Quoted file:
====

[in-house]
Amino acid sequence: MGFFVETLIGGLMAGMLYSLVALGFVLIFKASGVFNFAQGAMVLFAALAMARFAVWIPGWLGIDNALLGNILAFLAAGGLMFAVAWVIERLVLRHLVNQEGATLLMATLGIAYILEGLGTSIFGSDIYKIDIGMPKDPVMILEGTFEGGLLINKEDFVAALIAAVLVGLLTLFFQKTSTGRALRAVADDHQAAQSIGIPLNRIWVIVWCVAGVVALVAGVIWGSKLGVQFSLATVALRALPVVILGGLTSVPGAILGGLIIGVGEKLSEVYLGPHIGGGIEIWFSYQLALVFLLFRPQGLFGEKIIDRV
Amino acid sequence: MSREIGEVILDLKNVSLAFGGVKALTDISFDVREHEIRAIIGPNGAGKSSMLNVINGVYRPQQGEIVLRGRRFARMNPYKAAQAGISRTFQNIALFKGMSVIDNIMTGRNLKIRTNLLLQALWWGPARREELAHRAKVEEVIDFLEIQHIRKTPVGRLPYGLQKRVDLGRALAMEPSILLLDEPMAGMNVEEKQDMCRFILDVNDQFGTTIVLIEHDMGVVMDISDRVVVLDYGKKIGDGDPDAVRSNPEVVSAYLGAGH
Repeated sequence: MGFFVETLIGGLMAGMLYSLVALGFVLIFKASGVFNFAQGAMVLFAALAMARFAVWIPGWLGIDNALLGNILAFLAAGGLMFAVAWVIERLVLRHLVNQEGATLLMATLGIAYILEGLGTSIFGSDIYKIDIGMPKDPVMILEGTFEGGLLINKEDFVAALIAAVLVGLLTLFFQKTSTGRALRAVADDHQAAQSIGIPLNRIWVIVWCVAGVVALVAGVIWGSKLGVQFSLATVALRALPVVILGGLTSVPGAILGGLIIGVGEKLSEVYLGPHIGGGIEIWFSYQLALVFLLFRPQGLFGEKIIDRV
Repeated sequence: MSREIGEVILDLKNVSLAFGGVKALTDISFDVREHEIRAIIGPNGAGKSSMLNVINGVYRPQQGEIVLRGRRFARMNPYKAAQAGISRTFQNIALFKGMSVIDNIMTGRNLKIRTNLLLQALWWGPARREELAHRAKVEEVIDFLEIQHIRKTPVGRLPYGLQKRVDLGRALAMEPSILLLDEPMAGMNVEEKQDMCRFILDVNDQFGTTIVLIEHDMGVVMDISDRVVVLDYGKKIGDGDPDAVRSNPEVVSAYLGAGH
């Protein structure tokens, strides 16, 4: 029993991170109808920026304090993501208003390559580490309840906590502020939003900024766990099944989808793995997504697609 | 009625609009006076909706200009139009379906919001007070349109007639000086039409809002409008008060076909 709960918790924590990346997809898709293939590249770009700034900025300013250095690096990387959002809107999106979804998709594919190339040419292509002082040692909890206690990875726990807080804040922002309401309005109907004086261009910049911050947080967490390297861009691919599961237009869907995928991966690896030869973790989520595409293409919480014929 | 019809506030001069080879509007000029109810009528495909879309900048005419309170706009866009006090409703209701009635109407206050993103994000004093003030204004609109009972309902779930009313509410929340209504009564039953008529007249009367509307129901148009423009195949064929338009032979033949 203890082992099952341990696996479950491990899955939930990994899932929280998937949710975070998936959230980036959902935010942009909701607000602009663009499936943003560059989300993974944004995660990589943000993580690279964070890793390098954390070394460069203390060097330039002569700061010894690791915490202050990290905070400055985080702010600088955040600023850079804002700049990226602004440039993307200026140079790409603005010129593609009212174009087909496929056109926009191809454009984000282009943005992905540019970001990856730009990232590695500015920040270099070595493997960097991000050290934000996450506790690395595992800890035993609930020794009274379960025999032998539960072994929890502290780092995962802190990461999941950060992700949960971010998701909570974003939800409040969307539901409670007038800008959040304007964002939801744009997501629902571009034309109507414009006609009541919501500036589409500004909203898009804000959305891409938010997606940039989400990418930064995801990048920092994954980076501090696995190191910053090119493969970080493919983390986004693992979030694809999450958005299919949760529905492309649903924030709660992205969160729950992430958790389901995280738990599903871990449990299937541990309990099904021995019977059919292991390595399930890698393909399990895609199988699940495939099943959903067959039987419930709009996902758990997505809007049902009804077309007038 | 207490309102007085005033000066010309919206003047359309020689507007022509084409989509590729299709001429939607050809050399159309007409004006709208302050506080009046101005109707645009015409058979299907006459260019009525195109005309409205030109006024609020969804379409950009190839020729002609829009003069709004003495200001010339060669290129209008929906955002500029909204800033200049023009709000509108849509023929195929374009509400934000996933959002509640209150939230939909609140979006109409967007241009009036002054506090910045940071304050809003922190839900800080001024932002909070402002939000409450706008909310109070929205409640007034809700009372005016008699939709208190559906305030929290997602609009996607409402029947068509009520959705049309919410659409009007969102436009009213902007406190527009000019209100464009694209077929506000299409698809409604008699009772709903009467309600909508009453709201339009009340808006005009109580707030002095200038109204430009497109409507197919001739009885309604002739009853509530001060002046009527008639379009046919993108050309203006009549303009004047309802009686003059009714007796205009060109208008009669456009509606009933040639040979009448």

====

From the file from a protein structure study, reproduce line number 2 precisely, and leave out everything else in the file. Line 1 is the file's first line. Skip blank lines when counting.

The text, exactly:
Amino acid sequence: MGFFVETLIGGLMAGMLYSLVALGFVLIFKASGVFNFAQGAMVLFAALAMARFAVWIPGWLGIDNALLGNILAFLAAGGLMFAVAWVIERLVLRHLVNQEGATLLMATLGIAYILEGLGTSIFGSDIYKIDIGMPKDPVMILEGTFEGGLLINKEDFVAALIAAVLVGLLTLFFQKTSTGRALRAVADDHQAAQSIGIPLNRIWVIVWCVAGVVALVAGVIWGSKLGVQFSLATVALRALPVVILGGLTSVPGAILGGLIIGVGEKLSEVYLGPHIGGGIEIWFSYQLALVFLLFRPQGLFGEKIIDRV